Ford started to make good progress in the North American market. Besides the marketing advantage of being able to say 'unlike some others, we are not taking government handouts', the product was now being recognised as better. Ford was coming out very well in quality and reliability surveys (Fields laid the ground work for that). Not only were Ford products seen as of much higher quality than a few years' earlier, but the seemingly inexorable advance of Toyota in North America was halted by unprecedented recalls. Toyota's share of the US market fell. Ford was one of the main beneficiaries of Toyota's woes. 

Around the world, Ford benefited from lower costs as One Ford rationalised and integrated new product development. Sales have been growing comfortably in Eastern Europe, Asia and South America as Ford developed the right models and local manufacturing footprints. Ford's resurgent bottom line pleased investors. The man at the helm was clearly steering the ship with aplomb.

But nothing lasts forever. Mulally is no spring chicken and has probably been considering how he would eventually leave Ford for some time. When a single executive is so closely associated with successfully steering a ship through severely turbulent waters, investors inevitably get jittery on the succession question. One last turnaround challenge at an unrelated company, Microsoft, undoubtedly appealed at the back end of last year. Mulally very nearly jumped ship for that opportunity, but in the end it wasn't quite right. One thing the 'will he, won't he?' media coverage of that possible move illustrated was that the speculation could quickly build and could potentially worry investors. Better, it was concluded, to get some clarity, avoid volatility and put the successor in place while the big financial picture is very positive.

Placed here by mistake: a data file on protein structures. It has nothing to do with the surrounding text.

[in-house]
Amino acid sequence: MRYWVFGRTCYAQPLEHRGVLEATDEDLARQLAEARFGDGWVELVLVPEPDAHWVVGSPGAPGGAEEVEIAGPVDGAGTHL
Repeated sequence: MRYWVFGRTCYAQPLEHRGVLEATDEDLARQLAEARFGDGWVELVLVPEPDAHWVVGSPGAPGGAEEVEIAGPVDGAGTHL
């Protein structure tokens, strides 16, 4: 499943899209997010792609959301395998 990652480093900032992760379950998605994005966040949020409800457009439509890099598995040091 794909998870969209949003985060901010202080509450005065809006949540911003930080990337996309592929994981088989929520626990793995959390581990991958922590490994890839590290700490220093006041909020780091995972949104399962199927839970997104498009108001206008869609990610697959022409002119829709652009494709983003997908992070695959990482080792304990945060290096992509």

And so, here we are. Mulally is off to pastures new from this summer. He leaves a company in very good shape. Mark Fields is a very able successor as CEO who has also played a key part in Ford's resurgence; he knows the car business and Ford Motor Company inside out. He has had a close relationship with Mulally since Mulally joined Ford in 2006. Fields will have learned from Mulally how to deftly communicate and motivate people, at all levels, and how Ford has been transformed into a very much better run company than it used to be. He has been an essential part of Ford's transformation under Mulally's 'One Ford' strategy and that should reassure all Ford stakeholders.

See also:

BLOG: An unusual momento from Ford's Mulally

US: Ford's Mulally hands reins to Fields on 1 July

US: Golf off Ford CEO Mulally's next-move list - report

THE EDITOR'S Q&A: Ford's Alan Mulally [full version]

Interview with Mark Fields